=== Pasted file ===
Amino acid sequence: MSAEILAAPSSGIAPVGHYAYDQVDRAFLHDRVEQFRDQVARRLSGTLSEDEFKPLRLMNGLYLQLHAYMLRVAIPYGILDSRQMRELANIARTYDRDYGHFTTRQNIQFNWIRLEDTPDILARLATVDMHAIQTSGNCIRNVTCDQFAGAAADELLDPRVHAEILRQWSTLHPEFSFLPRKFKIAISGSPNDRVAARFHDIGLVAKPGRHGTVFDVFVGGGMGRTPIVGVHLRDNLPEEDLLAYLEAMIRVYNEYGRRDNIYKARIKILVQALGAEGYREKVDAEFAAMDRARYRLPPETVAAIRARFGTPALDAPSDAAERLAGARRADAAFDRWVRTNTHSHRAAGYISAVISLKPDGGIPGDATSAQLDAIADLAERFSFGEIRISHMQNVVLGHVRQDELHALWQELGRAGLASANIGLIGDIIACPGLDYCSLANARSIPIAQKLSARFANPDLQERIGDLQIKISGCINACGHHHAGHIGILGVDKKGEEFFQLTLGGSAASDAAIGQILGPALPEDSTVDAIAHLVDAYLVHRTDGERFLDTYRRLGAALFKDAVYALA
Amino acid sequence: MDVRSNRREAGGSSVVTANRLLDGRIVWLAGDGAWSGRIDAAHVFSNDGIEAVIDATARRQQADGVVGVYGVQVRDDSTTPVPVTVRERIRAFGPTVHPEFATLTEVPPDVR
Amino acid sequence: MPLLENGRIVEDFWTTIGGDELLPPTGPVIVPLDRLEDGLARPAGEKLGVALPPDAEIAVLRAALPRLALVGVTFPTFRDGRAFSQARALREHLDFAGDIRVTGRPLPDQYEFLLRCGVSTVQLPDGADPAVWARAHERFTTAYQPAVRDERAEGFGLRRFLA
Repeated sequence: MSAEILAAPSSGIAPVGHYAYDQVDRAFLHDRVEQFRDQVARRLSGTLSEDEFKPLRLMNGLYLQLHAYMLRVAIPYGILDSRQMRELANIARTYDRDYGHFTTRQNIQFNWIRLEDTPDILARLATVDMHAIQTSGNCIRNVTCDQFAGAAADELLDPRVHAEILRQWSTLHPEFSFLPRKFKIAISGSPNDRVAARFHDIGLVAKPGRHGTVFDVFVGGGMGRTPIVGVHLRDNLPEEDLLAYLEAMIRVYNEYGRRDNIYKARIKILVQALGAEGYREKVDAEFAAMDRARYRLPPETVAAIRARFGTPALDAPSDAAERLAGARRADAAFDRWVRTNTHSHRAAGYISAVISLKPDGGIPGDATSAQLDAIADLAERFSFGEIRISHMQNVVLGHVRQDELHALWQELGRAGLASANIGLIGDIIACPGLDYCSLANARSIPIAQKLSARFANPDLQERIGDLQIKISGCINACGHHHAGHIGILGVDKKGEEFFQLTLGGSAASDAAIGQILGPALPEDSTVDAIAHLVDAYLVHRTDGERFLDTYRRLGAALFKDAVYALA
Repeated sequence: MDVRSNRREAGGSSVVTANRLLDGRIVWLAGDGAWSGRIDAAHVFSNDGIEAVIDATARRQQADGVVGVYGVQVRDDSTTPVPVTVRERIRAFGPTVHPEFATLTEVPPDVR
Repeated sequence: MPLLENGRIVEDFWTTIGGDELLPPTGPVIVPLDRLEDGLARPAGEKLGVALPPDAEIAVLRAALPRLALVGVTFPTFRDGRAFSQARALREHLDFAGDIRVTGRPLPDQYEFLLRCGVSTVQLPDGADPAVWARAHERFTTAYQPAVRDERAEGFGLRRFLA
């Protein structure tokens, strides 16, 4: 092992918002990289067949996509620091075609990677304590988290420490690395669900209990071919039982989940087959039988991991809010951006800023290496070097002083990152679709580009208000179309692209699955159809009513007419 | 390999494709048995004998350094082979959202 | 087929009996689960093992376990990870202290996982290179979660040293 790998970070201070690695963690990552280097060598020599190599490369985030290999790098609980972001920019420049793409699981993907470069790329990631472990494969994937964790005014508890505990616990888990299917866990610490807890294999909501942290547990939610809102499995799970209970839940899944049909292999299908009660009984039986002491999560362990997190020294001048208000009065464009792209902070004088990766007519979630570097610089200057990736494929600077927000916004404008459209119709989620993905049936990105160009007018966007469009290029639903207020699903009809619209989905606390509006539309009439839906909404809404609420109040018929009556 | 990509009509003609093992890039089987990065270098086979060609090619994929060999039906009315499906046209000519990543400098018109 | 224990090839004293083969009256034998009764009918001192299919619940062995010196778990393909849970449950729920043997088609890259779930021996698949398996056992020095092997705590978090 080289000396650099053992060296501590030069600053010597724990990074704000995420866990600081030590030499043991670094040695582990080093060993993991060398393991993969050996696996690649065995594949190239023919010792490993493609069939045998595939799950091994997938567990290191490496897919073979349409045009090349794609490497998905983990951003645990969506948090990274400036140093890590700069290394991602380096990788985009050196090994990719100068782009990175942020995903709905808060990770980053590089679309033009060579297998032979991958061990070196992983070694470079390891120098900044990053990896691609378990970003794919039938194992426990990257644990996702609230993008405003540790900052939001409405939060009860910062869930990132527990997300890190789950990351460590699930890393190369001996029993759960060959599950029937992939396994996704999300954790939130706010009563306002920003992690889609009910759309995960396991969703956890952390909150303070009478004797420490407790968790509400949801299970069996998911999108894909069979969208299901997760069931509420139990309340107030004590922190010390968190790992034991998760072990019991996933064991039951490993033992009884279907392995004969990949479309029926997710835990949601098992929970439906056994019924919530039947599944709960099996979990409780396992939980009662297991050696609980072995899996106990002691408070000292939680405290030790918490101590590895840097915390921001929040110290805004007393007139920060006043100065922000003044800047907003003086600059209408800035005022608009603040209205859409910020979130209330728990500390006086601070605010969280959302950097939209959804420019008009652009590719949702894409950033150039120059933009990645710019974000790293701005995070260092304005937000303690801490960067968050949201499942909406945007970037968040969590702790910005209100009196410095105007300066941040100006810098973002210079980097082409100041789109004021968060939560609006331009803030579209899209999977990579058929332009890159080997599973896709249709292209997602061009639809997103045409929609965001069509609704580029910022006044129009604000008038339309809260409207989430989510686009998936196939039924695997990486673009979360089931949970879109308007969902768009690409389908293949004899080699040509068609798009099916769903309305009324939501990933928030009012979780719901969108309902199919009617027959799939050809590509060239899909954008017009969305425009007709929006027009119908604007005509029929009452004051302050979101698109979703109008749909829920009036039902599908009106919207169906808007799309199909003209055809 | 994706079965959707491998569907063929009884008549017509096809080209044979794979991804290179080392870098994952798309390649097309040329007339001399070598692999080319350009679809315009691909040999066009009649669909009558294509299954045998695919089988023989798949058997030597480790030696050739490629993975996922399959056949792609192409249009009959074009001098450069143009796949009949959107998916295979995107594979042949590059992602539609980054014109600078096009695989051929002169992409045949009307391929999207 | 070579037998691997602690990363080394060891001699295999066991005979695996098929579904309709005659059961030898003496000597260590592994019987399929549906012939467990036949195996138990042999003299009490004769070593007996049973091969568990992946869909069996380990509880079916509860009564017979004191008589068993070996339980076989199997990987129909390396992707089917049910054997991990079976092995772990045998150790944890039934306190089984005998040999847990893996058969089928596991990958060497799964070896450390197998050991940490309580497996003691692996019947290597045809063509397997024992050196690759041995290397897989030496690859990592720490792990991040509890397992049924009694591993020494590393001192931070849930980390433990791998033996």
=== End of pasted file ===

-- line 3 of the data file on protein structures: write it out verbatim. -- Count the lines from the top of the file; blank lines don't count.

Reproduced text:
Amino acid sequence: MPLLENGRIVEDFWTTIGGDELLPPTGPVIVPLDRLEDGLARPAGEKLGVALPPDAEIAVLRAALPRLALVGVTFPTFRDGRAFSQARALREHLDFAGDIRVTGRPLPDQYEFLLRCGVSTVQLPDGADPAVWARAHERFTTAYQPAVRDERAEGFGLRRFLA